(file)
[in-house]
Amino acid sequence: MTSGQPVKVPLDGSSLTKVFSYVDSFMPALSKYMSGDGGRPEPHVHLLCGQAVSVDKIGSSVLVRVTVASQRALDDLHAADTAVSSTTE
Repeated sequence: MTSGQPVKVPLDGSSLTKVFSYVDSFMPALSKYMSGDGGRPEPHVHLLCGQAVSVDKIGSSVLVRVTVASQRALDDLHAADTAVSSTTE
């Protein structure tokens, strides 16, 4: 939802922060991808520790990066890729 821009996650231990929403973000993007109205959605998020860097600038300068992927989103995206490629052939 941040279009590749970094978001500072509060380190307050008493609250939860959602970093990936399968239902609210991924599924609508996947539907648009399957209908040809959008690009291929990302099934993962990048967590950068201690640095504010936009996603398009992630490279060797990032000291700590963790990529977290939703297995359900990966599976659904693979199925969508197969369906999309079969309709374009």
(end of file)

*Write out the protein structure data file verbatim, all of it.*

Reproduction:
[in-house]
Amino acid sequence: MTSGQPVKVPLDGSSLTKVFSYVDSFMPALSKYMSGDGGRPEPHVHLLCGQAVSVDKIGSSVLVRVTVASQRALDDLHAADTAVSSTTE
Repeated sequence: MTSGQPVKVPLDGSSLTKVFSYVDSFMPALSKYMSGDGGRPEPHVHLLCGQAVSVDKIGSSVLVRVTVASQRALDDLHAADTAVSSTTE
């Protein structure tokens, strides 16, 4: 939802922060991808520790990066890729 821009996650231990929403973000993007109205959605998020860097600038300068992927989103995206490629052939 941040279009590749970094978001500072509060380190307050008493609250939860959602970093990936399968239902609210991924599924609508996947539907648009399957209908040809959008690009291929990302099934993962990048967590950068201690640095504010936009996603398009992630490279060797990032000291700590963790990529977290939703297995359900990966599976659904693979199925969508197969369906999309079969309709374009």